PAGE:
TSX REPORT: Spain wins Women’s World Cup; tournament broke even at $570 million; Victoria pays A$380 mil to get out of ‘26 Commonwealth Games

The FIFA Women's World Cup Trophy (Photo: FIFA)

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1. Troubled Spain wins Women’s World Cup, edging England, 1-0
2. Infantino: Women’s World Cup generated $570 million U.S.
3. Victoria pays A$380 million to get out of Commonwealth Games
4. Russian Olympic Committee Pozdnyakov head rips IOC again
5. IWF gender policy creates “Open Gender” category as of 1 August

Eleven months ago, Spain’s women’s football program was in turmoil, with 15 players asking not to be called up to the national team. On Sunday, Spain won the FIFA Women’s World Cup with a 1-0 victory over England in Sydney. Impossible, but it happened.

FIFA President – and relentless promoter – Gianni Infantino said Friday that the Women’s World Cup had broken even, with $570 million in revenue, and said that full gender equality had been reached in terms of the support services offered to men and women at their respective World Cup tournaments.

Victoria reached an agreement with the Commonwealth Games Federation, Commonwealth Games Federation Partnerships and Commonwealth Games Australia on a payment of A$380 million (about $242.33 million U.S.) for withdrawing as host of the 2026 Commonwealth Games.

The head of the Russian Olympic Committee continues to insult the International Olympic Committee, saying its “anti-Russia policies” are destroying the integrity of the Olympic Movement. Interesting way to try and get your team into the 2024 Olympic Games.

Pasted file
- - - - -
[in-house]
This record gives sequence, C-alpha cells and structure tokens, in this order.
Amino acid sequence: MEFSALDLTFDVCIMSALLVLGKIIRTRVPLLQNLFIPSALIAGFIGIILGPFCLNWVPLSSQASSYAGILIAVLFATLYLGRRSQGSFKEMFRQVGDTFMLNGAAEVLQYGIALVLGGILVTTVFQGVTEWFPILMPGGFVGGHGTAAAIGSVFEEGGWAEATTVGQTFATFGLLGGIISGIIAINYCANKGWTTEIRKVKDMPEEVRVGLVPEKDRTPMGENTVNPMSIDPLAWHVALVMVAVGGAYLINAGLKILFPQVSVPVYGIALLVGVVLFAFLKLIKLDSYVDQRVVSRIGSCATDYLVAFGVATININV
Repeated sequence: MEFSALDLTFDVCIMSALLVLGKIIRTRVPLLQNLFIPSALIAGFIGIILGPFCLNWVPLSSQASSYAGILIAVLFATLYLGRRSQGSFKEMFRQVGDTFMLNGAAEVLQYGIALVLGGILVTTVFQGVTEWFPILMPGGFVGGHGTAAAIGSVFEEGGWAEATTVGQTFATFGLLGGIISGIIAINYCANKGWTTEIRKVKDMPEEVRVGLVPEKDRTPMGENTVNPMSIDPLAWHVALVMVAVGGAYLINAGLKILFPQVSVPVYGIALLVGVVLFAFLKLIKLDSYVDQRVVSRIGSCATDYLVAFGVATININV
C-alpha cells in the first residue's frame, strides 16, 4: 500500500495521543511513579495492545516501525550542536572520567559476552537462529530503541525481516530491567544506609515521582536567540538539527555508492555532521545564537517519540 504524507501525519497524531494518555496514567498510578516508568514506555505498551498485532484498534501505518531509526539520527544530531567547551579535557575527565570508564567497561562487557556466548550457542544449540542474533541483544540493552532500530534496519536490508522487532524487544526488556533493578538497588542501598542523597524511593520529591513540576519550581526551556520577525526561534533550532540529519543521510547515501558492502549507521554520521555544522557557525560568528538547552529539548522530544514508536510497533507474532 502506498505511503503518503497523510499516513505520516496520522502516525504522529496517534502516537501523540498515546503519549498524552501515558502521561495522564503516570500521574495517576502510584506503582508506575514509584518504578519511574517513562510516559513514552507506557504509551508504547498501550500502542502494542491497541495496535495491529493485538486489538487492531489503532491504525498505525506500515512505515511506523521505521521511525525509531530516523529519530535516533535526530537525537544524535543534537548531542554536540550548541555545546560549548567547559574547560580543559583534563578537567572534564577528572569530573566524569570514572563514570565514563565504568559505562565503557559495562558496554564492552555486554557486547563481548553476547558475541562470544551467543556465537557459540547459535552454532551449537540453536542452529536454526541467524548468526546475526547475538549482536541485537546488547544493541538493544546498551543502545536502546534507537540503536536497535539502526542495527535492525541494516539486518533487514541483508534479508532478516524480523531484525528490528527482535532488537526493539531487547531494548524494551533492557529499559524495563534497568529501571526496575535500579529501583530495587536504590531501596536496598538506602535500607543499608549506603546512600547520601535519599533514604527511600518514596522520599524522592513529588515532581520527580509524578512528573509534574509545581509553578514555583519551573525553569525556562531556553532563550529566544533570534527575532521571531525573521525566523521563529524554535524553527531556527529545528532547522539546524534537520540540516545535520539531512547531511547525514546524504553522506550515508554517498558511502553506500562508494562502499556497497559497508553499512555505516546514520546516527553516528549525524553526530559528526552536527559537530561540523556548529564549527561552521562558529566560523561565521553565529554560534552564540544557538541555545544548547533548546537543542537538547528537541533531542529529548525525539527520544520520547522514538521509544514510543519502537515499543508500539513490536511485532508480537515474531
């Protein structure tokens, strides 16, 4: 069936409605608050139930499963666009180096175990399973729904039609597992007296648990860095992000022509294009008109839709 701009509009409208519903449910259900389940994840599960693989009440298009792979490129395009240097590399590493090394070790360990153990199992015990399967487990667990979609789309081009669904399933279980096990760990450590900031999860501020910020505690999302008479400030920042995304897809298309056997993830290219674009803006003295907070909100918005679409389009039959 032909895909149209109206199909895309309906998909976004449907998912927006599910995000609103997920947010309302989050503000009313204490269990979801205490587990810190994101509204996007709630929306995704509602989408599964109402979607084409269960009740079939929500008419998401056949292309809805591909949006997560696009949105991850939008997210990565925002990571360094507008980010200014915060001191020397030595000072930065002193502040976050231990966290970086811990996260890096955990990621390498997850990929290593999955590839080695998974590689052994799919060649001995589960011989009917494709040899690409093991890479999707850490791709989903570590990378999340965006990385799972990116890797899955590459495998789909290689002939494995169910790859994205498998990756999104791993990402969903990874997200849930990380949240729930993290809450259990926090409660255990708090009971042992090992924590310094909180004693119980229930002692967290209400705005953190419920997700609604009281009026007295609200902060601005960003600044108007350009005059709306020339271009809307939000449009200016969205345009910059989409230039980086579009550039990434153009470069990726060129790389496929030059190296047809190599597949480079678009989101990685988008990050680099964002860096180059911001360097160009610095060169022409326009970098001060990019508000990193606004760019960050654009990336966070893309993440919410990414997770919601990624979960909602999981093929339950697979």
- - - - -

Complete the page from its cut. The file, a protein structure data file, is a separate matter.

The International Weightlifting Federation adopted new gender-identity rules, banning males from the women’s division after puberty and introducing an “Open Gender” category that will allow male-to-female transgenders to compete, along with those with differences in sex development (DSD). This follows the lead of World Aquatics and others.

World Championships: Sailing (two wins for the Netherlands, but five medals for Britain at The Hague) = Shooting (U.S. scores three Skeet wins as ISSF Worlds continue) ●

Panorama: Archery (U.S.’s Kaufhold takes Paris World Cup gold) = Basketball (U.S. men defeat Greece, Germany in exhibitions) = Beach Volleyball (third win for Ana Patricia and Duda Lisboa, in Hamburg Elite 16) = Boxing (IBA instructs IOC on how to follow the Olympic Charter!) = Cycling (Pedersen gets to the line first in Hamburg Cyclassics) = Football (Markgraf resigns from USSF) = Judo (Brazil wins three at Zagreb Grand Prix) = Triathlon (Yee wins Paris test event, as water quality removes weekend swims) = Volleyball (Canada takes first Pan Am Cup title) ●

● Special, daily coverage of the World Athletics Championships: our posts for Saturday and Sunday

Troubled Spain wins Women’s World Cup, edging England, 1-0

It has been a memorable FIFA Women’s World Cup, especially for Spain, a team now on top of the world, but which appeared to be falling apart about a year ago.

The Spanish federation was rocked in September 2022 by a coordinated request from 15 players not to be part of the national team, citing inadequate facilities, support and approach. Eventually, things got better and eight of the 15 were willing to play in the Women’s World Cup, and three were selected.